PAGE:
Although the phrase structure specified by the context-free grammar and the tree structure implicit in the attribute grammar are related, they are not identical. Eli determines their relationship by comparing the structures of the specifications and taking account of additional information provided by the user in a special mapping language.
The phrase structure of Java is completely specified by the context-free grammar contained in Phrase.con (defined above). A user can obtain this grammar from Eli by requesting the consyntax product. Tree.lido (defined above), on the other hand, specifies only those contexts in which computations take place. Eli deduces the remainder of the tree structure from Phrase.con and Tree.map (defined below). A user can obtain the complete set of rules describing the tree structure from Eli by requesting the abstree product.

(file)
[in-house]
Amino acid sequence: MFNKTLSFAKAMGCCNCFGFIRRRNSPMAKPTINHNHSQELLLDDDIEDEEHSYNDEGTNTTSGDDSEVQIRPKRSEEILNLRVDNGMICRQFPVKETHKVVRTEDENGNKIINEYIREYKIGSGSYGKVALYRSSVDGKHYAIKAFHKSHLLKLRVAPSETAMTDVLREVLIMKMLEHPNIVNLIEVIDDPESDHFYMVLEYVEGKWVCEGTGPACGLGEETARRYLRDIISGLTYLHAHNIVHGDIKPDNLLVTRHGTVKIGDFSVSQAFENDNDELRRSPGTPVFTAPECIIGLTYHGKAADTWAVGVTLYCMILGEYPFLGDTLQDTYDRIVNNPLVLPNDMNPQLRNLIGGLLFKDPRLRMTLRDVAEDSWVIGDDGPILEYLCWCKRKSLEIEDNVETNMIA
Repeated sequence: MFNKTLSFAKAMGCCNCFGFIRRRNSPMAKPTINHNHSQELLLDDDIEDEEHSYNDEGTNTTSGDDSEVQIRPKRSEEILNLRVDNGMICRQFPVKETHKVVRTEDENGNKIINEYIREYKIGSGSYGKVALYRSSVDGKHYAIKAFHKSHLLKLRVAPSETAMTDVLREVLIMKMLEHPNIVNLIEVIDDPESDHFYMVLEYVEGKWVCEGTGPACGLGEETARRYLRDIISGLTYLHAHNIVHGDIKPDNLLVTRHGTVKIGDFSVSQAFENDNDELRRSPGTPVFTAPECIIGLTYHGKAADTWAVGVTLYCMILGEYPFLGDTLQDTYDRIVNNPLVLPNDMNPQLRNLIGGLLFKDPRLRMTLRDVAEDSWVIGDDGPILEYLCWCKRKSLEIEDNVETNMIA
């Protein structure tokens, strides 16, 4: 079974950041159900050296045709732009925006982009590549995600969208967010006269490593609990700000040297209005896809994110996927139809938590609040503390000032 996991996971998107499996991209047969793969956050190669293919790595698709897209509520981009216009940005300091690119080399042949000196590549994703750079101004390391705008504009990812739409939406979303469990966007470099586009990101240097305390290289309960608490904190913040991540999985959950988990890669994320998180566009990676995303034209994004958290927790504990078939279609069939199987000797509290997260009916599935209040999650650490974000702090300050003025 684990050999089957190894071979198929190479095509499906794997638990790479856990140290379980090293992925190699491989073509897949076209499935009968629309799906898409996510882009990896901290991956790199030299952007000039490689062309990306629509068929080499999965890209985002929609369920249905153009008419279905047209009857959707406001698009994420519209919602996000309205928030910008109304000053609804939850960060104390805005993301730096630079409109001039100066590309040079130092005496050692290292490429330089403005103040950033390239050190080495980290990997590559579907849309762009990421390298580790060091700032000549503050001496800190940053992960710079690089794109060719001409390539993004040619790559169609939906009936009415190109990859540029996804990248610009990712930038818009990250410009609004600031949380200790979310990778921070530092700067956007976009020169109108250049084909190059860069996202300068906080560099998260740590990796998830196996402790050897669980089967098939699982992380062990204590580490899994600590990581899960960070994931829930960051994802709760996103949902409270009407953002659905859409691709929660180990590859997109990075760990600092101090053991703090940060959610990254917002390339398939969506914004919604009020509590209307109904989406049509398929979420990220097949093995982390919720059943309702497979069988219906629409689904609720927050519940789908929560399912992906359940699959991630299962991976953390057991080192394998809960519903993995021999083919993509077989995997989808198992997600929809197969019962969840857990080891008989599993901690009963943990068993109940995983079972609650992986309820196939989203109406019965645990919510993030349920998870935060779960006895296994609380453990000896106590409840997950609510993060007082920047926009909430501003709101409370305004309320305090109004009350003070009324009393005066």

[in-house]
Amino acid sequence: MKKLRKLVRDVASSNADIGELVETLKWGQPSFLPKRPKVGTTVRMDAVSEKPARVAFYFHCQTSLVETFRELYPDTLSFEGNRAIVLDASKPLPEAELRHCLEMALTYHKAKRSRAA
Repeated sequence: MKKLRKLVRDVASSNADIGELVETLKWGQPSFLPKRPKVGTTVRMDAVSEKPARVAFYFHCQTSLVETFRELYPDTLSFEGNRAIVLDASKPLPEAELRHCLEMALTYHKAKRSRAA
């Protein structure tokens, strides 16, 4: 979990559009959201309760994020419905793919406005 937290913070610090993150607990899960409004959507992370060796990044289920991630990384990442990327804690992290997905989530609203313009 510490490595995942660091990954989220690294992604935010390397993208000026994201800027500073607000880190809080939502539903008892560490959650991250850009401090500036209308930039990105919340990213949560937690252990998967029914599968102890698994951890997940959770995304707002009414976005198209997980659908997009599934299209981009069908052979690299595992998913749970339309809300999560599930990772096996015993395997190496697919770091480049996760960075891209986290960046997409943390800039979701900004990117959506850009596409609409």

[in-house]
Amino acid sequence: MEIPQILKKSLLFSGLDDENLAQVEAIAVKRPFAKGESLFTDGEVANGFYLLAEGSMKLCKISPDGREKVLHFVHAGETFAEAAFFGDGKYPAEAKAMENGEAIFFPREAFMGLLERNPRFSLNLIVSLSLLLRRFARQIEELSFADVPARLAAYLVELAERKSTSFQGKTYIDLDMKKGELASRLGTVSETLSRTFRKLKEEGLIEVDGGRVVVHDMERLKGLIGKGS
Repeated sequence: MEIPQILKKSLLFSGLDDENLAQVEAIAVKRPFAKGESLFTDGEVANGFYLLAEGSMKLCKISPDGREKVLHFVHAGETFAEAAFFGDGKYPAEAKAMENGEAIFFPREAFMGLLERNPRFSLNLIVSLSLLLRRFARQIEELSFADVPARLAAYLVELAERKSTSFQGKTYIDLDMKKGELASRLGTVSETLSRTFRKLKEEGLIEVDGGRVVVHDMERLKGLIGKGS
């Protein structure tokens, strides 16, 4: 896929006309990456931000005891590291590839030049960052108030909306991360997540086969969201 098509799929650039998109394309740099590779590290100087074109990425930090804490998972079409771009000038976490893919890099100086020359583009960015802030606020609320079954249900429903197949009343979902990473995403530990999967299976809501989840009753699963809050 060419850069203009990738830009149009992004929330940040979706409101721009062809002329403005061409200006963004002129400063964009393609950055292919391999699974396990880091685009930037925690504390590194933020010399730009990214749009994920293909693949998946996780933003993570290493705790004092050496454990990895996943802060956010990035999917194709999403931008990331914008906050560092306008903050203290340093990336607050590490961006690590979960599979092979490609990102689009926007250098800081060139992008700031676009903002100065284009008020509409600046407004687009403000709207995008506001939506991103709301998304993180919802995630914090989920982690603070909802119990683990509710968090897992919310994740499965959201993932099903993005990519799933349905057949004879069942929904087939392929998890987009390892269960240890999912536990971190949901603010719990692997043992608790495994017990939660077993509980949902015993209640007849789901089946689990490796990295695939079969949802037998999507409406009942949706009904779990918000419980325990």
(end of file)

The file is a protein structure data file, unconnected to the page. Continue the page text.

There are two kinds of descriptions in the mapping language: symbol mappings and rule mappings. Symbol mappings specify that a number of symbols representing distinct phrases correspond to a single symbol representing a distinct tree node. Only the tree node symbol may appear in the attribute grammar. Rule mappings specify that a given phrase corresponds to a particular tree fragment. Only the tree fragments may appear in the attribute grammar.
A type-map file describes correspondences between the phrase structure of the input text and the tree that represents the program internally.